In Hidden Figures, we run right along with Katherine Johnson (Taraji P. Hensen) as she desperately races on foot across the large NASA complex to a ladies’ room that “colored” women such as herself are allowed to use. On the other hand, in Green Book, Dr. Shirley refuses to use an outhouse at a mansion where he is performing, a powerful moment. Tony has to drive him all the way to his hotel room, but we see this mostly from Tony’s, not Dr. Shirley’s, perspective. Showing both men’s perspectives would have allowed for a more revealing and incisive look at race relations.
Green Book vs. BlacKkKlansman vs. Black Panther
Green Book would have been a lot more powerful had it been told from both men’s perspectives.
I don’t doubt that Green Book was made with love, but it was directed by a white man, Peter Farrelly, and written by three white men, Farrelly, Brian Currie, and Nick Vallelonga, so that is the story’s point of view.
I also don’t mean this criticism to take anything away from the power of the performances in Green Book. Mahershala Ali’s portrayal of the brilliant Dr. Shirley is wonderful. Dr. Shirley is a restrained and dignified man who nevertheless lives with the heartbreak of a personal identity crisis: not being “black” enough to be accepted by fellow African-Americans due to his musical tastes and association with rich white patrons, but not being white, he’ll never be accepted by those white patrons who celebrate his performances yet refuse to share a table with him. So where does he belong?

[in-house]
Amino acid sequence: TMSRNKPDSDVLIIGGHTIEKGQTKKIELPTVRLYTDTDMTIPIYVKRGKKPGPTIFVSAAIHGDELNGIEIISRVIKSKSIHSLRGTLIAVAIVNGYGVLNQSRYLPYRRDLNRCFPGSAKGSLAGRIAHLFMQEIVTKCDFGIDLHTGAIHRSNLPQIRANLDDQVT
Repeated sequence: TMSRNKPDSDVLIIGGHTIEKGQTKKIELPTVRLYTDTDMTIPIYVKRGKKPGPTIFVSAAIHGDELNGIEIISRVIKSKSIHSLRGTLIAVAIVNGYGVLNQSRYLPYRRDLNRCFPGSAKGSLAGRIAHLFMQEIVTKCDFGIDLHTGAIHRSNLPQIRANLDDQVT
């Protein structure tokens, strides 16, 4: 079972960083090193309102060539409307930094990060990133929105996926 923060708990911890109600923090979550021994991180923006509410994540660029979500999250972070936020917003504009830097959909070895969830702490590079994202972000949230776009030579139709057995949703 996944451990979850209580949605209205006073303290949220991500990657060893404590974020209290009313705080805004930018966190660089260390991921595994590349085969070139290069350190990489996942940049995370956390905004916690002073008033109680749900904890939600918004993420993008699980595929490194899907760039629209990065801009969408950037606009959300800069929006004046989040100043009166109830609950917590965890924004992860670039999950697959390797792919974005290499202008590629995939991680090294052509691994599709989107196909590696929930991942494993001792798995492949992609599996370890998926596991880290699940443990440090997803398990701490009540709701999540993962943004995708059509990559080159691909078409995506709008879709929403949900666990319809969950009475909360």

Similarly, this is definitely one of Viggo Mortensen’s finest performances: not only a remarkable physical transformation but something drastically different from his other roles.
Everything that portrays race relations doesn’t have to be hard hitting. In fact, it’s important to have all kinds of stories about race relations, even, if not especially so, feel-good ones.
However, on Oscar night 2019, it was as if history were repeating itself. Thirty years later, Spike Lee was back at the Oscars. This time his movie BlacKkKlansman was included among the Best Picture nominees, and so was Black Panther, both of which feel like more current commentaries on black people in society and race relations in addition to just being great stories.
Black Panther did receive several Oscars, and Spike Lee won for Best Adapted Screenplay for BlacKkKlansman. Yet Green Book won for Best Picture, and Lee couldn’t help but be reminded of the 1990 Do the Right Thing shut-out. Spike Lee said later, “I thought I was courtside at the Garden. The ref made a bad call.”
Why can’t we all just get along?
I chose the title “Why can’t we all just get along?”—the famous utterance by victim of police violence Rodney King after his brutal beating sparked the LA riots in the 1990s–because it’s an innocent question fraught with complicated answers.